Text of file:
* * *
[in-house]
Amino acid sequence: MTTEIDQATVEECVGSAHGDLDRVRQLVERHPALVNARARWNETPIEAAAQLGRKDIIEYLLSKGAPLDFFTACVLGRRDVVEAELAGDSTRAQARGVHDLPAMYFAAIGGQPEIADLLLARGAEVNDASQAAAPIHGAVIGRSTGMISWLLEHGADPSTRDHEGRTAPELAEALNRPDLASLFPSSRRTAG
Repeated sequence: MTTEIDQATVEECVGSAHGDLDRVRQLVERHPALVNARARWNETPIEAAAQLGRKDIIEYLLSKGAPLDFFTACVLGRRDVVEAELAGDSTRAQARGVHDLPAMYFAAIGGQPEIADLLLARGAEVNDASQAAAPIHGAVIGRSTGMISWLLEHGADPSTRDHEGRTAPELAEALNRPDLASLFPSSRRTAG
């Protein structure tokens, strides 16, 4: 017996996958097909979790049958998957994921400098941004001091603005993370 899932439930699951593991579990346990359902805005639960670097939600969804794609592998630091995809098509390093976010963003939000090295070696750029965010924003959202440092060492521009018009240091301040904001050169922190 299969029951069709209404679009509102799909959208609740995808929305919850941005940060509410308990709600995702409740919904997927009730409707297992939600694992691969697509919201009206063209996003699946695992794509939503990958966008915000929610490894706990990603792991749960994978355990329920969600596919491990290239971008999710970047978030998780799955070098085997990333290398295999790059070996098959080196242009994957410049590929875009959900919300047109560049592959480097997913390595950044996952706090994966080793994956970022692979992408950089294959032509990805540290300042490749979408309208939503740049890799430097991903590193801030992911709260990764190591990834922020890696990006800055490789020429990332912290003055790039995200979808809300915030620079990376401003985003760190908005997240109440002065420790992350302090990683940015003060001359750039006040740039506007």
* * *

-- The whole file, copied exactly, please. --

[in-house]
Amino acid sequence: MTTEIDQATVEECVGSAHGDLDRVRQLVERHPALVNARARWNETPIEAAAQLGRKDIIEYLLSKGAPLDFFTACVLGRRDVVEAELAGDSTRAQARGVHDLPAMYFAAIGGQPEIADLLLARGAEVNDASQAAAPIHGAVIGRSTGMISWLLEHGADPSTRDHEGRTAPELAEALNRPDLASLFPSSRRTAG
Repeated sequence: MTTEIDQATVEECVGSAHGDLDRVRQLVERHPALVNARARWNETPIEAAAQLGRKDIIEYLLSKGAPLDFFTACVLGRRDVVEAELAGDSTRAQARGVHDLPAMYFAAIGGQPEIADLLLARGAEVNDASQAAAPIHGAVIGRSTGMISWLLEHGADPSTRDHEGRTAPELAEALNRPDLASLFPSSRRTAG
């Protein structure tokens, strides 16, 4: 017996996958097909979790049958998957994921400098941004001091603005993370 899932439930699951593991579990346990359902805005639960670097939600969804794609592998630091995809098509390093976010963003939000090295070696750029965010924003959202440092060492521009018009240091301040904001050169922190 299969029951069709209404679009509102799909959208609740995808929305919850941005940060509410308990709600995702409740919904997927009730409707297992939600694992691969697509919201009206063209996003699946695992794509939503990958966008915000929610490894706990990603792991749960994978355990329920969600596919491990290239971008999710970047978030998780799955070098085997990333290398295999790059070996098959080196242009994957410049590929875009959900919300047109560049592959480097997913390595950044996952706090994966080793994956970022692979992408950089294959032509990805540290300042490749979408309208939503740049890799430097991903590193801030992911709260990764190591990834922020890696990006800055490789020429990332912290003055790039995200979808809300915030620079990376401003985003760190908005997240109440002065420790992350302090990683940015003060001359750039006040740039506007």